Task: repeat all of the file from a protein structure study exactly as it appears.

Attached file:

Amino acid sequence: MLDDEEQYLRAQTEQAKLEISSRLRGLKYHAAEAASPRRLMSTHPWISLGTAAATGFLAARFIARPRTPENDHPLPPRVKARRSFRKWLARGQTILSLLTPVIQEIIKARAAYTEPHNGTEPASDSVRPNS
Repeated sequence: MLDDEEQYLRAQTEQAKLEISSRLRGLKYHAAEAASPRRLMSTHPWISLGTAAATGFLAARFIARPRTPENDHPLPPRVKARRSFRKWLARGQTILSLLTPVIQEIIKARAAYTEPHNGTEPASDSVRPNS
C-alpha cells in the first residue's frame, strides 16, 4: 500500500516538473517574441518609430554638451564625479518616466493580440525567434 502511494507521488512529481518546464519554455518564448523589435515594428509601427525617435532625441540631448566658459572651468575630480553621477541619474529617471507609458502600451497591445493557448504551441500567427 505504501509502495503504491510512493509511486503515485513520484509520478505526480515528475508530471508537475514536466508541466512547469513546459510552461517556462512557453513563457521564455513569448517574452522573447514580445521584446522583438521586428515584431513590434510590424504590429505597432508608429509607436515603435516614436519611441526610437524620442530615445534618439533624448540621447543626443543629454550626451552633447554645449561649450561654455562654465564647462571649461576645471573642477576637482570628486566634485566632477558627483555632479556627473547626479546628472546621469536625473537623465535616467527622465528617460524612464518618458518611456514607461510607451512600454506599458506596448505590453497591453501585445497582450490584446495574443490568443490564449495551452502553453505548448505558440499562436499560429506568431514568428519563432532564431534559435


Amino acid sequence: MLDDEEQYLRAQTEQAKLEISSRLRGLKYHAAEAASPRRLMSTHPWISLGTAAATGFLAARFIARPRTPENDHPLPPRVKARRSFRKWLARGQTILSLLTPVIQEIIKARAAYTEPHNGTEPASDSVRPNS
Repeated sequence: MLDDEEQYLRAQTEQAKLEISSRLRGLKYHAAEAASPRRLMSTHPWISLGTAAATGFLAARFIARPRTPENDHPLPPRVKARRSFRKWLARGQTILSLLTPVIQEIIKARAAYTEPHNGTEPASDSVRPNS
C-alpha cells in the first residue's frame, strides 16, 4: 500500500516538473517574441518609430554638451564625479518616466493580440525567434 502511494507521488512529481518546464519554455518564448523589435515594428509601427525617435532625441540631448566658459572651468575630480553621477541619474529617471507609458502600451497591445493557448504551441500567427 505504501509502495503504491510512493509511486503515485513520484509520478505526480515528475508530471508537475514536466508541466512547469513546459510552461517556462512557453513563457521564455513569448517574452522573447514580445521584446522583438521586428515584431513590434510590424504590429505597432508608429509607436515603435516614436519611441526610437524620442530615445534618439533624448540621447543626443543629454550626451552633447554645449561649450561654455562654465564647462571649461576645471573642477576637482570628486566634485566632477558627483555632479556627473547626479546628472546621469536625473537623465535616467527622465528617460524612464518618458518611456514607461510607451512600454506599458506596448505590453497591453501585445497582450490584446495574443490568443490564449495551452502553453505548448505558440499562436499560429506568431514568428519563432532564431534559435